Network Switches


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Cakyol, I didn't say there was noise on the switch. There is noise on any signal that is transmitted via an electrical connection. This doesn't mean this will affect the decoding of the digital signals. I completely concur that, with the error correction present with Ethernet protocols, the bits are the bits and they are highly likely to get too the streamer/DAC correctly. However, any electrical noise carried along with the signal has to be filtered out or it will have some effect on the generated audio. Whether it is audible is debatable. 

What I was saying is that, if you believe it is audible, it makes a lot more sense to provide the best filtering close to the digital to analog conversion than to try to produce super clean Ethernet output at the switch, since you're likely to pick up more noise on the way between the switch and the steamer/DAC.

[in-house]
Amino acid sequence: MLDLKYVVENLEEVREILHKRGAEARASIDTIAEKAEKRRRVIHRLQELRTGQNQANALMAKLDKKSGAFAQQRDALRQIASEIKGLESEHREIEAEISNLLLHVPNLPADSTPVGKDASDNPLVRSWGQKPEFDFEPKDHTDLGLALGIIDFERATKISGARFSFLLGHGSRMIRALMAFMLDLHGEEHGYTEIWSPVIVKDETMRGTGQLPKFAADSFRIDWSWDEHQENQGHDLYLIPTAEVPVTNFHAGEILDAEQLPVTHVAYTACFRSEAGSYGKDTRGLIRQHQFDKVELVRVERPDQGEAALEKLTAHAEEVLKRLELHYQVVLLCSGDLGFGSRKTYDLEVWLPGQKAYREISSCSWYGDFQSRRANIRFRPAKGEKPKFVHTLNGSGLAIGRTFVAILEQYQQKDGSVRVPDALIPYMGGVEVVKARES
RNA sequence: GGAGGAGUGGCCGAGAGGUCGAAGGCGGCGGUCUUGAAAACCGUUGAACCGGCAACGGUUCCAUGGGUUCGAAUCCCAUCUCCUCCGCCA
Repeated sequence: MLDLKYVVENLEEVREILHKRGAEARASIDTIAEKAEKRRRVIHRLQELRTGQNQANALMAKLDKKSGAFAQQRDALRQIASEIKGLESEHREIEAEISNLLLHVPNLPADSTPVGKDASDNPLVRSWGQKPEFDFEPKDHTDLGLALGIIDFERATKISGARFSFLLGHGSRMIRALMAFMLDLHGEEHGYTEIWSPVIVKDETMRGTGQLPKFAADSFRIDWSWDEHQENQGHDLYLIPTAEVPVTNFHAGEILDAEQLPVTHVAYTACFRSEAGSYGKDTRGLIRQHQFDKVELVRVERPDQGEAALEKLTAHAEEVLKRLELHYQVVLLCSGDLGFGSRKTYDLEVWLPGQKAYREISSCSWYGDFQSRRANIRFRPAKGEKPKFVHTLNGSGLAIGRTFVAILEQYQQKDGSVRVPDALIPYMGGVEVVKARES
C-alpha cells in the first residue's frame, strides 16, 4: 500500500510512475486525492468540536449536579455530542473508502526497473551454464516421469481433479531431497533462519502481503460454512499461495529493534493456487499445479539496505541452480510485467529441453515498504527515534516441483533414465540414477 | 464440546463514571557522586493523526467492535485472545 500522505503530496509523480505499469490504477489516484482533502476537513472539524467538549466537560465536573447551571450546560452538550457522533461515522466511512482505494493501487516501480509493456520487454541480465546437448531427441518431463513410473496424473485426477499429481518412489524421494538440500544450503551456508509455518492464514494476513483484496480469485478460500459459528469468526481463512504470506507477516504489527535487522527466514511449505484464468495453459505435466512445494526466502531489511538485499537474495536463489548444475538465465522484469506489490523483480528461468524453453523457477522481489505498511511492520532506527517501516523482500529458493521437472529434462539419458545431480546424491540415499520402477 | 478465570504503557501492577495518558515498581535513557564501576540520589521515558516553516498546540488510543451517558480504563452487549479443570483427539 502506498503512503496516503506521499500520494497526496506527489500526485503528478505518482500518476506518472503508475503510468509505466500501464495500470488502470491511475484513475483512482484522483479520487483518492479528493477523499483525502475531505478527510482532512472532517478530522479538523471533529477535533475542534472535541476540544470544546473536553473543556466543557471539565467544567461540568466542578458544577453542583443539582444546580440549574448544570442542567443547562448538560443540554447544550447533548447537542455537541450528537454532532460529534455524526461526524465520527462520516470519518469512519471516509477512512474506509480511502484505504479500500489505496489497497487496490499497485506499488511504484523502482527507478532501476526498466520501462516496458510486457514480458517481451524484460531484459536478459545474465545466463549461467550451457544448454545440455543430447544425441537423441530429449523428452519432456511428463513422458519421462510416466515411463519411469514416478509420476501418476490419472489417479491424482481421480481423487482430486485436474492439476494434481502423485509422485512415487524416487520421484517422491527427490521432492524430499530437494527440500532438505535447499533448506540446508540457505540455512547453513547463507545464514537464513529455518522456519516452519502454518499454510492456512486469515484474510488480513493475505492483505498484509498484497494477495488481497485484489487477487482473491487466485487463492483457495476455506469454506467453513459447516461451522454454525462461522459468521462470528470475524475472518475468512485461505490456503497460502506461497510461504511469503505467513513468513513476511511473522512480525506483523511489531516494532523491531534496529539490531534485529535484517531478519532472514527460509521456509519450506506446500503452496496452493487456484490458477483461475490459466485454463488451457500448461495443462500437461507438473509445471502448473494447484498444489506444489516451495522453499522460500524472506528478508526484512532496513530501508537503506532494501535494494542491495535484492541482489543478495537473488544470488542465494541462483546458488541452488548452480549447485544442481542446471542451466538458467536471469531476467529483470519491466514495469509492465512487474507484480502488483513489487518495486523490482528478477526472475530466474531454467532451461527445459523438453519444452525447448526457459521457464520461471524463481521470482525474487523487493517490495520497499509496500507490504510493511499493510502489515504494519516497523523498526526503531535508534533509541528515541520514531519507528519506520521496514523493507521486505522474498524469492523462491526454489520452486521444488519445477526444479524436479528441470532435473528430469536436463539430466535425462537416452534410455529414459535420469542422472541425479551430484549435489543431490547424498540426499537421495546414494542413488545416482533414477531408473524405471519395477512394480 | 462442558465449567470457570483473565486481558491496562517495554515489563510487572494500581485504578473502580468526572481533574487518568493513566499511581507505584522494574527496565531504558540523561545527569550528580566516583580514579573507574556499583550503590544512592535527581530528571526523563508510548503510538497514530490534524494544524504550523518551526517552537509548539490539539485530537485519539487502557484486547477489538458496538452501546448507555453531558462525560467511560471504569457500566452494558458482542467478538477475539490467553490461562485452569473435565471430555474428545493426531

Again, I don't believe that noise on the Ethernet connection has any effect on the actual digital data that is being transferred. But there is at least a theoretical possibility that noise on the incoming connection could affect the analog output. It's up to the last device in the digital chain to adequately isolate this noise so that it doesn't adversely affect the output. 
Before I go looking at a switch for issues, try looking at all the cables and connectors first, then if you are using copper for your outside network, change that to fiber. When I did corporate networks in the early 90’s, we would verify/signature every cable we would make with a fluke meter and a good number of them had to be reterminated because of too much noise. Also, most home network cables are terminated using the cheap plastic ends. In my house, I use a 1G fiber to the outside (probably much more important than any switch because the lack of noise), and cat 7 cables to my audio and server components. 
I just got Silent Angel Bonn N8 switch from Crux Audio USA ($399.00) The difference in sound quality was shocking, it was like listening to a new much improved system. A couple of reviews:
https://www.lexicommultimedia.nl/review/silent-angel-bonn-n8-ethernet-switch/